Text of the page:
The truth about the African Lawn Beetle...
We usually refer to African Black Beetles as Lawn Beetles, and place all sorts of blame on them for the ills of our lawns health, but is this a true belief, or an urban myth? And is it necessary to kill lawn beetles?
The Problem with Lawn Beetles
Through the larva stage of their life cycle, the Lawn Beetle will chew away at the roots of our lawns as its primary food supply. With its roots being attacked, the natural assumption is to believe this is a bad thing, that without roots our lawns will surely die. So the Lawn Beetle must be Lawn Enemy Number 1.
But this might not always be the case...
While the larvae most definitely feed on the roots of lawns, they generally keep moving throughout the soil, rarely concentrating on a single small area. Having a feed here and there, and never doing enough damage to a single root system to cause it to kill the lawn plant it is supporting. In actual fact, the lawn beetle could be thanked for its natural aeration of the soil and assisting lawns to replace their lost roots with new, younger and more vigorous roots.
Lawn Beetle activity increases as temperature increases.
This is exactly the same as the growth and health patterns in lawns, so as beetle activity increases, so does the ability of the lawn to repair itself. In fact, a lawn would have to be severely infested before the damage from beetles could ever outpace the lawns ability to repair and grow from any damage caused. And as lawns become dormant during the Winter, so do the beetles.
When Lawn Beetles do become a problem...
When lawns are suffering from poor health due to lack of care, lack of nutrients, or lack of water or sunlight, the damage factor of the beetles can outpace the repair abilities of the lawn.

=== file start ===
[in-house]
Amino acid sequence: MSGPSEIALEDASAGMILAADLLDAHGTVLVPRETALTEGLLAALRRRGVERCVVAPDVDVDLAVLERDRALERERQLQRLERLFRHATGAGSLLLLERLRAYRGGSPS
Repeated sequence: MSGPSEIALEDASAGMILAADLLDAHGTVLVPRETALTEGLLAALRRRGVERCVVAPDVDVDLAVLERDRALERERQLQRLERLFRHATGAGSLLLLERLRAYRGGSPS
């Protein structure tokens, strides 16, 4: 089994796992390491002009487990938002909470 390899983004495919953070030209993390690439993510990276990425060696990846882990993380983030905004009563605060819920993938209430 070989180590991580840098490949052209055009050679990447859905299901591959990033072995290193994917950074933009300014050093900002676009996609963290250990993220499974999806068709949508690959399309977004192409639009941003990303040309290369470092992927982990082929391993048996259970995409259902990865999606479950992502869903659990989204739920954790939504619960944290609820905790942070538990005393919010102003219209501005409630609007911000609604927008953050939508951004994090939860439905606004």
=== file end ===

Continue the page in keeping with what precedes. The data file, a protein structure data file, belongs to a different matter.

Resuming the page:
Also, beetles can rarely gather to great enough numbers to outpace the lawns ability to repair itself.
In these cases, treatment to control and kill lawn beetles should be considered.
How to test that it really is an 'infestation' of Lawn Beetle?
The best way to test that you do in fact have an infestation of lawn beetle (an infestation is considered to be more then 100 lawn beetles in one (1) square metre of lawn) is to soak a small area of your lawn with a soapy solution. Approximately one bucket of soapy water should suffice. If one or two lawn beetles come up from the grass then the grass has not been infested with lawn beetle and you may have another issue pertaining to your lawn. If you do have a significant number of beetles come up then it may be time to treat the lawn for lawn beetle.
How to treat my lawn for Lawn Beetle?
In the rare case that control of African Lawn Beetle may need to be sought, simple dusts are available in most nurseries for a few dollars. Once applied to the lawn, the dust is then watered in, and dead beetles will continue to appear on the lawn surface for up to a month later. It should also be noted that applying any type of chemical to your lawn may cause discolouration and this method is only encouraged if your lawn has a true infestation.
For Velvetene lawn (please note this is only to be used for Velvetene lawns) you can apply a salt solution to the lawn. Approximately 1 kg of pool salt to 5 litres of water applied to your Velvetene will eradicate the infestation and give your lawn that extra boost it needs to.